Food safety in crisis

Food Public Health

The coalition cuts to public services are having a significant impact on food safety and food standards enforcement in the UK and as past history shows when food safety enforcement is reduced then food scares increase.

The Food Standards Agency was established as a flagship project by the Blair Government in 2000. It was established as a non-ministerial Government Department answering to an independent board, an example of open and transparent government.

The Agency was responsible for all aspects of food control including food standards, labelling and nutrition. It was made up of food control areas which had previously been part of DEFRA or the Department of Health.

By any standards the Food Standards Agency was an outstanding success, food borne disease was reduced, and standards of food businesses were improved, partly due to the support given to Local Authority enforcement.

The coalition government when it came to power significantly reduced the size and budget of the FSA. It took away its responsibility for nutrition, returning this to the Department of Health and Food Standards including food authenticity was returned to DEFRA, despite the department’s failures in that area, being one of the reasons for the establishment of the FSA in the first place.

It is almost certainly not coincidence that the first major food problem to follow those changes was the horse meat scandal, which would have almost certainly been handled better by the FSA than DEFRA.

The FSA has seen a reduction in staff from the establishment figure in 2000 of around 3000 (including the Meat Hygiene Service) to the current level of 1,400 which also includes the MHS although it is now part of the Agency.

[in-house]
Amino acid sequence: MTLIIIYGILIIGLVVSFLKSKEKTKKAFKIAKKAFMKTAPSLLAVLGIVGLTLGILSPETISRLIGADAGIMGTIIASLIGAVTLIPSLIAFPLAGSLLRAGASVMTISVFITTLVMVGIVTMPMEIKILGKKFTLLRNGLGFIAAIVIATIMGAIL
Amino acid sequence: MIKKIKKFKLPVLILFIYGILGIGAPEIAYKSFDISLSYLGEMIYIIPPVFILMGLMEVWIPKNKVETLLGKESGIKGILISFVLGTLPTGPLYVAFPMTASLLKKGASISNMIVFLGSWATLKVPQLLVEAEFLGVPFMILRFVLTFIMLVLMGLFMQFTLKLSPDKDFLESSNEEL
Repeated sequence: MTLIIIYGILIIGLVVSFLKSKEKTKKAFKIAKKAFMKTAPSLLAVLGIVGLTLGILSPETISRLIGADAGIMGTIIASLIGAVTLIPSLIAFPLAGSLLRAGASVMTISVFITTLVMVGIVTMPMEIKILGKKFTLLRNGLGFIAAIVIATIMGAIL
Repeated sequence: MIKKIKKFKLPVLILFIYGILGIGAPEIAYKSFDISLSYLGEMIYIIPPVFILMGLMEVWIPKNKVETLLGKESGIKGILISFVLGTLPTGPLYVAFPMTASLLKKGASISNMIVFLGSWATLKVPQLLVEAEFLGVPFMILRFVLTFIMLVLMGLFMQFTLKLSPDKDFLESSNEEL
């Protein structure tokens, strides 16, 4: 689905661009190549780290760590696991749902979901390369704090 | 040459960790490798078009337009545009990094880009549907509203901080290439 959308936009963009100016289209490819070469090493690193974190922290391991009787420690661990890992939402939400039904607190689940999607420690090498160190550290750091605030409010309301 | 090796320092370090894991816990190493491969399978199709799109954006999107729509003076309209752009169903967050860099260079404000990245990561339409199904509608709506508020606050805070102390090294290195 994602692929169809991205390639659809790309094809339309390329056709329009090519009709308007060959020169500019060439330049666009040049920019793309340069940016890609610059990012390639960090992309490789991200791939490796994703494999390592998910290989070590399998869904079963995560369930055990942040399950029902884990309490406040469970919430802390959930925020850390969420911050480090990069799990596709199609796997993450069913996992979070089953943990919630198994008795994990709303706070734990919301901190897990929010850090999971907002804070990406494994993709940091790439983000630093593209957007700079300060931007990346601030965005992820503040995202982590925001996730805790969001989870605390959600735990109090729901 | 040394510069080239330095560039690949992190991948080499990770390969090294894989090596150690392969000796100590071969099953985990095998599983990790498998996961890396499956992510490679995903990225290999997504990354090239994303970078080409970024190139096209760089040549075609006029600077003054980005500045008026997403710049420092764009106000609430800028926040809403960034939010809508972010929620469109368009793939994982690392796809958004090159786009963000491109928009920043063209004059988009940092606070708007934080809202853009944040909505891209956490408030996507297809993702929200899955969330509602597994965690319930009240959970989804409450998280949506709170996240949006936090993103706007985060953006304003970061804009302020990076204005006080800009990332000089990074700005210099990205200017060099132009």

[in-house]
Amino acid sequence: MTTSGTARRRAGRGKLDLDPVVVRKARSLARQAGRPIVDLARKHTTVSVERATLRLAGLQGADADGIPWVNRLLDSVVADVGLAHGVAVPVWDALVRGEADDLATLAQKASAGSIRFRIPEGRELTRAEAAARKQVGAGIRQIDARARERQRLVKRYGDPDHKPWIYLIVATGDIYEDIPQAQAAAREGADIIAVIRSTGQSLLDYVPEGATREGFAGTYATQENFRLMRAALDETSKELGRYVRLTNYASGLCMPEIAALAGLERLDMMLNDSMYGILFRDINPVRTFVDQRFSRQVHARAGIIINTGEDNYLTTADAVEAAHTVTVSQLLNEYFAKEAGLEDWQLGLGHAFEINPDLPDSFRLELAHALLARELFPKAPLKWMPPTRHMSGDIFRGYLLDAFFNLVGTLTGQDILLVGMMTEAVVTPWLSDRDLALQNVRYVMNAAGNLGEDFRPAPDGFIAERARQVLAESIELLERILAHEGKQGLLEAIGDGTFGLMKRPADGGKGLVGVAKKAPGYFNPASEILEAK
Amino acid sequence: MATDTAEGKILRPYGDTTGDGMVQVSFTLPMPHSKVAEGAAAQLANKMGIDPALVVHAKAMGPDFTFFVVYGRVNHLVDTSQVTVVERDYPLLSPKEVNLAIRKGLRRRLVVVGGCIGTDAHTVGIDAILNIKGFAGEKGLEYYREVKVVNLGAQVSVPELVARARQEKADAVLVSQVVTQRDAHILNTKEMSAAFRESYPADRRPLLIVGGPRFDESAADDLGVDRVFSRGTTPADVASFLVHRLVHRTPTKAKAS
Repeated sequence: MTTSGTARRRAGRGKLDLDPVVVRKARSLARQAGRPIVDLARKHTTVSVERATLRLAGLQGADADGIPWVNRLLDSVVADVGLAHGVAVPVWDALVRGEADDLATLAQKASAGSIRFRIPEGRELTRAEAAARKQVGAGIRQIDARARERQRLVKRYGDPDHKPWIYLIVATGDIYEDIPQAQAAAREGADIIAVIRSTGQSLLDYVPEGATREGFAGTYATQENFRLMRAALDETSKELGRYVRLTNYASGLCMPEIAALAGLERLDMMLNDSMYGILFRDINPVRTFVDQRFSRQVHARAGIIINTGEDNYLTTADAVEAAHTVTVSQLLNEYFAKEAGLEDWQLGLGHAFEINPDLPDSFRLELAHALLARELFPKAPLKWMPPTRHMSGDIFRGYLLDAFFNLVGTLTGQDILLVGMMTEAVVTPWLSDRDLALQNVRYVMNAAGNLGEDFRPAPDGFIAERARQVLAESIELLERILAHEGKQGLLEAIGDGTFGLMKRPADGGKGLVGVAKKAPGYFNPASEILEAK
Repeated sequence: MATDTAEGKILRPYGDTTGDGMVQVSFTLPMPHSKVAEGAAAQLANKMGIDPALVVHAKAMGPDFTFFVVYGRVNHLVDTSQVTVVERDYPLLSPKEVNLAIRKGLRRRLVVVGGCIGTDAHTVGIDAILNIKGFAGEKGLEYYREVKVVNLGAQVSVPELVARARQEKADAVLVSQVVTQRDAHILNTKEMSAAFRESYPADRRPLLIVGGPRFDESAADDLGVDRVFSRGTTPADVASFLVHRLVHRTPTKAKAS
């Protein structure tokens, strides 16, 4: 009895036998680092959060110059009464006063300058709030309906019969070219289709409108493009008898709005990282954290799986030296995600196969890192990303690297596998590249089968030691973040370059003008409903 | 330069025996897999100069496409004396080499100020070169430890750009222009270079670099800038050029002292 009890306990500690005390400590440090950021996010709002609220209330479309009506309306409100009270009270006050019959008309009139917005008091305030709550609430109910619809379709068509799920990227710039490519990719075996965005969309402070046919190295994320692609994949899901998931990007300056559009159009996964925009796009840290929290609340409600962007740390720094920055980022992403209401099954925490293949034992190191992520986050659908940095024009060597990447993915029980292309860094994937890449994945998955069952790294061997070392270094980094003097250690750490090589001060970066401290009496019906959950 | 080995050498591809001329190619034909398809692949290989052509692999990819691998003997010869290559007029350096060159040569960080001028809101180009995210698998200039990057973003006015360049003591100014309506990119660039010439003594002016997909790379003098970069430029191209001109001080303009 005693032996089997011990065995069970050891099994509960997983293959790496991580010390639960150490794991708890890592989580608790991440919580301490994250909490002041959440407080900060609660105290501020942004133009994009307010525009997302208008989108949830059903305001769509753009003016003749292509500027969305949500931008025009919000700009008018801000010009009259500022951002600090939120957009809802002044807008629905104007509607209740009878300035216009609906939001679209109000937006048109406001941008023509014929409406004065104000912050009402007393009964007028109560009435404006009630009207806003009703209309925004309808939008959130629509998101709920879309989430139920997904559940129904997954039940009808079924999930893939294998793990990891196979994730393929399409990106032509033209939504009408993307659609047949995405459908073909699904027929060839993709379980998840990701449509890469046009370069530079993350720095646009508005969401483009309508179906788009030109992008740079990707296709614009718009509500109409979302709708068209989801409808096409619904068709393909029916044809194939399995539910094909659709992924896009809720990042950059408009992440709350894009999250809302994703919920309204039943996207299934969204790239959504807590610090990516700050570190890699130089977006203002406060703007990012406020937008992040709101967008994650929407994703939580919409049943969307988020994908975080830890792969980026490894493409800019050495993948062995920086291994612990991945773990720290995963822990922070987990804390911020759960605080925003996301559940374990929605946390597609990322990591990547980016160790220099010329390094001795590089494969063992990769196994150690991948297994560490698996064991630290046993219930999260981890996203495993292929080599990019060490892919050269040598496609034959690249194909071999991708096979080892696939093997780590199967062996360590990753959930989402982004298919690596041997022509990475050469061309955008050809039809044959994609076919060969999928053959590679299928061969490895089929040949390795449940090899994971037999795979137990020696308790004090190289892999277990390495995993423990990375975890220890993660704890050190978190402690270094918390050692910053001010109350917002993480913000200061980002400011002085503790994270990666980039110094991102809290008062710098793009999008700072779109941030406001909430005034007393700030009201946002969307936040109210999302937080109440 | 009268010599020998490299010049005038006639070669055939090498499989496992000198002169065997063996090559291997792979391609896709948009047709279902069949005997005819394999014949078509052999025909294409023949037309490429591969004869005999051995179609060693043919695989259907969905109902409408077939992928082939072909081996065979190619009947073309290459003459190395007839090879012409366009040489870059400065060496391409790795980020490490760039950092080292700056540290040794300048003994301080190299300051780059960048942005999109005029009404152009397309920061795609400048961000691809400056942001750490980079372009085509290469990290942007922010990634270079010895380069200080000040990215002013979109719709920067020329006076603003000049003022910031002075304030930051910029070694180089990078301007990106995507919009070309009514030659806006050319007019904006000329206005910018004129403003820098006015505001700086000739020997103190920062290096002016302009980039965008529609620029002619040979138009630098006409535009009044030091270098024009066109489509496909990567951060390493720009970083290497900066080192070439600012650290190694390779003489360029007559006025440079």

In addition to staff cuts, one of the first service budgets to be removed by the coalition was the communications budget. The Agency was established with a budget to carry out media campaigns to help reinforce important hygiene messages. These campaigns were extremely effective and some won awards. The budget was a modest £1m but this was chopped completely as part of the coalition’s cuts.

Turning to the local authority end of the story, local authorities carry out food safety and food standards enforcement in the majority of food businesses. This work is done principally by Environmental Health Practitioners and Trading Standards Officers.

Since 2011/12 we have seen a reduction in officers in post of almost 10% (9.63) this has led to a reduction in enforcement activity which will inevitably lead to reduced protection for the public.

In many cases local authorities are resorting to employing consultants to carry out inspections, but these inspections are usually not followed up and rarely result in any enforcement action, they are simply a stop gap until proper enforcement can be undertaken.

This follows the pattern of what happened under the Thatcher Government, with reduced enforcement being the Government line, leading to the Salmonella crisis and BSE.

If local authority cuts of this level continue then similar crises can’t be ruled out

David Statham

Retired Director FSA